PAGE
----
Professional Schools Lack Capacity To Meet Demand for Health Care Workers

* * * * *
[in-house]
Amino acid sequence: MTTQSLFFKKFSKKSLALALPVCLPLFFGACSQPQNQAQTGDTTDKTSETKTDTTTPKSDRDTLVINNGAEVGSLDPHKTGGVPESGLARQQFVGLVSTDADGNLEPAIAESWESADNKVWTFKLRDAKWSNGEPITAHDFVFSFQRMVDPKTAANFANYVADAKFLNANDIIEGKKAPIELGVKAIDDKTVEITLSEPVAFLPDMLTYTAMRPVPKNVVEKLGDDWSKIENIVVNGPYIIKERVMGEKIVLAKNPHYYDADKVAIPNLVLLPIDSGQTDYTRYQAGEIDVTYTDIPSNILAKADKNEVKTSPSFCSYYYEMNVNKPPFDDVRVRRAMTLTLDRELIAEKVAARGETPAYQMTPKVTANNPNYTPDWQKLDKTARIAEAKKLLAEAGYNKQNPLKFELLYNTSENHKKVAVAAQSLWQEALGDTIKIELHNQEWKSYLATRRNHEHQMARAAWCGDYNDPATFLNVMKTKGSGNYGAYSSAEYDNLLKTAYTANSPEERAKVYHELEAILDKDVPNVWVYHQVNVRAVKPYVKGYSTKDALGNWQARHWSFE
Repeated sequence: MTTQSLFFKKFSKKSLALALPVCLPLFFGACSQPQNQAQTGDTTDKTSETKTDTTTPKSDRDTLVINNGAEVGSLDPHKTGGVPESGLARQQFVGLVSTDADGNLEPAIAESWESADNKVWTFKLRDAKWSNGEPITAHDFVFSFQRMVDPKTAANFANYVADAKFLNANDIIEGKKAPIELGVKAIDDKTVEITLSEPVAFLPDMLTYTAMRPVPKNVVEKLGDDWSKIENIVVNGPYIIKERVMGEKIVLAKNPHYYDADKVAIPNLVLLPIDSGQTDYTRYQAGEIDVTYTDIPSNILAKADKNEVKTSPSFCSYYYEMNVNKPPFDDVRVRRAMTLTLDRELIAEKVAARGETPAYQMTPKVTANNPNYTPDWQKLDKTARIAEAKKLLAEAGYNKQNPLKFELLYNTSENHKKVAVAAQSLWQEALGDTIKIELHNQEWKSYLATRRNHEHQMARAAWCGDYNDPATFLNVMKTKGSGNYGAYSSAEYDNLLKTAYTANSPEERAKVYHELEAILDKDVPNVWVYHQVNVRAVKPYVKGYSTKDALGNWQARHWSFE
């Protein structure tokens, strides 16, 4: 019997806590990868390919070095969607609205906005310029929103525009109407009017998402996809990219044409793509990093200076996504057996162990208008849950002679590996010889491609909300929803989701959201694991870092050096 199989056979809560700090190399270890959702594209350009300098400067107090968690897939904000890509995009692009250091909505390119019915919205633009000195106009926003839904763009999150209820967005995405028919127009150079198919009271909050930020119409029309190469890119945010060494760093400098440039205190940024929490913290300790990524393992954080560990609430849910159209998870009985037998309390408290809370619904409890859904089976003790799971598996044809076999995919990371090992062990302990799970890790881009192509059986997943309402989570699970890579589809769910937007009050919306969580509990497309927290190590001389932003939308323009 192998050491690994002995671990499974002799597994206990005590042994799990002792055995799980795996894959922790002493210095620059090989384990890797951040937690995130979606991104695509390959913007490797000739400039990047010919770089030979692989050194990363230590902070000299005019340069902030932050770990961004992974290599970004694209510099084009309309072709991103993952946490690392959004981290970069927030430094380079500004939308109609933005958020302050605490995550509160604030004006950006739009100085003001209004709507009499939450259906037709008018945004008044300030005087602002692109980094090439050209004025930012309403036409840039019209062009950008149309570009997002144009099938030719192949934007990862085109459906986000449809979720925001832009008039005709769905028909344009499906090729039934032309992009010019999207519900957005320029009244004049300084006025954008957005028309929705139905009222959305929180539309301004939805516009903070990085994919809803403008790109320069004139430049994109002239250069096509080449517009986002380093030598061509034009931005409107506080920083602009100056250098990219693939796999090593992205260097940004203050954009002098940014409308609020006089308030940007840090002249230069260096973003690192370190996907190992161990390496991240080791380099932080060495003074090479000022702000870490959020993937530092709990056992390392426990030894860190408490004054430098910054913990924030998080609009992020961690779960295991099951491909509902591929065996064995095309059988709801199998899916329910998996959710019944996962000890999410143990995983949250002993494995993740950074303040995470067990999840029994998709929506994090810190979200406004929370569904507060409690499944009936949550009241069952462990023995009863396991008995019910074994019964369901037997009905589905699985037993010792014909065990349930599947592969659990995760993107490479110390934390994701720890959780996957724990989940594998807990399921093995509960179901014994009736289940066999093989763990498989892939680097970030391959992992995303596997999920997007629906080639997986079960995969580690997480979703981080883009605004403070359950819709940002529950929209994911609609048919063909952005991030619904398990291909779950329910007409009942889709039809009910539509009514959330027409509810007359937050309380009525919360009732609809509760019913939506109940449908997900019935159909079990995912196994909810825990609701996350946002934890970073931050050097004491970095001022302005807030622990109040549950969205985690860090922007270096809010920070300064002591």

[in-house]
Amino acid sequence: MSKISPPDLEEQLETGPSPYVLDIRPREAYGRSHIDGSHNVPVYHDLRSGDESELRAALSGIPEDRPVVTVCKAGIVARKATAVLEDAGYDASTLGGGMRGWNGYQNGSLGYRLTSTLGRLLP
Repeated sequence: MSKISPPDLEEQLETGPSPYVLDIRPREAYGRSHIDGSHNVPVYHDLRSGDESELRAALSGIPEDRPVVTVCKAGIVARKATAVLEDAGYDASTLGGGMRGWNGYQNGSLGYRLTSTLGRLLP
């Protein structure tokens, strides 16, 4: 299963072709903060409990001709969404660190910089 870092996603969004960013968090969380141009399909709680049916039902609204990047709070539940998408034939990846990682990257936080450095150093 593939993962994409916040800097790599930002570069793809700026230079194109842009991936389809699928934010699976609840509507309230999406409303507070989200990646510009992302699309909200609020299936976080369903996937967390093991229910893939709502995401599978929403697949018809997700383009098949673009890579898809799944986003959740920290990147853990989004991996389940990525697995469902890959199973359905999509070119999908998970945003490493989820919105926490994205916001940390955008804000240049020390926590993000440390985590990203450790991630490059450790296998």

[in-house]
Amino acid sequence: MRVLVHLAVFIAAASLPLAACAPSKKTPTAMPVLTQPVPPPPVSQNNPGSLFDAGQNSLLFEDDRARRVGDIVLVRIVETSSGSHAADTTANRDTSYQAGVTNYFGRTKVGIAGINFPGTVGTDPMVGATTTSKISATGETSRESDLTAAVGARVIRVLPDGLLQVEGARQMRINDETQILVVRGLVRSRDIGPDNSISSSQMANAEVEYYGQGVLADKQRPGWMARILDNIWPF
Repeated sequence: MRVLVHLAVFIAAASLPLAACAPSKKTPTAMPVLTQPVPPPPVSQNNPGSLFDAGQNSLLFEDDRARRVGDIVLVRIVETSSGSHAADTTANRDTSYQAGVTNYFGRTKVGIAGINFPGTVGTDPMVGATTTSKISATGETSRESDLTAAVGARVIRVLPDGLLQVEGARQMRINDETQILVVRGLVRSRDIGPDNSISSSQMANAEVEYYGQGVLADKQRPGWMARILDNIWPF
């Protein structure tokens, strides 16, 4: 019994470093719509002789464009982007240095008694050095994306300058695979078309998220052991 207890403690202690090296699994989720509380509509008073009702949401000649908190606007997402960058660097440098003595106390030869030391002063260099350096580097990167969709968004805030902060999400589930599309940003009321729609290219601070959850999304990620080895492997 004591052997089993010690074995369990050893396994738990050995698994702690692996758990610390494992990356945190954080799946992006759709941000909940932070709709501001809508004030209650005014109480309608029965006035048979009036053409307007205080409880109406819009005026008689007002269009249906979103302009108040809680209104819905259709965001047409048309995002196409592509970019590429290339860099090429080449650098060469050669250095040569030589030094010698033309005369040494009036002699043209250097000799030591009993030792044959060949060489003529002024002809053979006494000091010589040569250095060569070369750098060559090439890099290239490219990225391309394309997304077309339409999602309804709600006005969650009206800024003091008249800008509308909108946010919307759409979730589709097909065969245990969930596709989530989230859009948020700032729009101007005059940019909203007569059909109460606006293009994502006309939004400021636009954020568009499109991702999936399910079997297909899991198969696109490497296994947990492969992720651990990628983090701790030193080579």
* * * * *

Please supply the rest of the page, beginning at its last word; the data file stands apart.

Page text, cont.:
A lack of state funding, trained instructors and space for clinical training prohibit some interested students from pursuing degrees that would lead to careers as nurses, hygienists, technicians and other health care professionals, the Washington Post reports. The American Association of Colleges of Nursing estimates that 30,000 qualified students last year were denied admissions into health care programs because professional schools across the country lacked capacity. Wait times for entry into health care programs can be years in some states, the Post reports. Robert Templin, president of Northern Virginia Community College, said, "The basic choke points are that our colleges and universities don't have the capacity to generate graduates." Templin added, "We generally have a very high demand for people who want to enter these professions, and we have employers that are prepared to employ them. But our higher education institutions just simply aren't equipped to graduate enough trained professionals." According to the Post, it is "not as easy for public institutions that rely on state funds" to expand nursing school capacity because classes tend to cost more than classes in other fields and because state funding has not kept pace with the rising costs. In addition, class sizes are limited by state and national laws to a small number of students -- in many cases no more than eight students per instructor, the Post reports. Finding professionals to teach students, particularly in nursing, also is "expected to become harder because many are slated to retire over the next 10 years," according to the Post (Jenkins, Washington Post, 12/25/06).This is part of the Morning Briefing, a summary of health policy coverage from major news organizations. Sign up for an email subscription.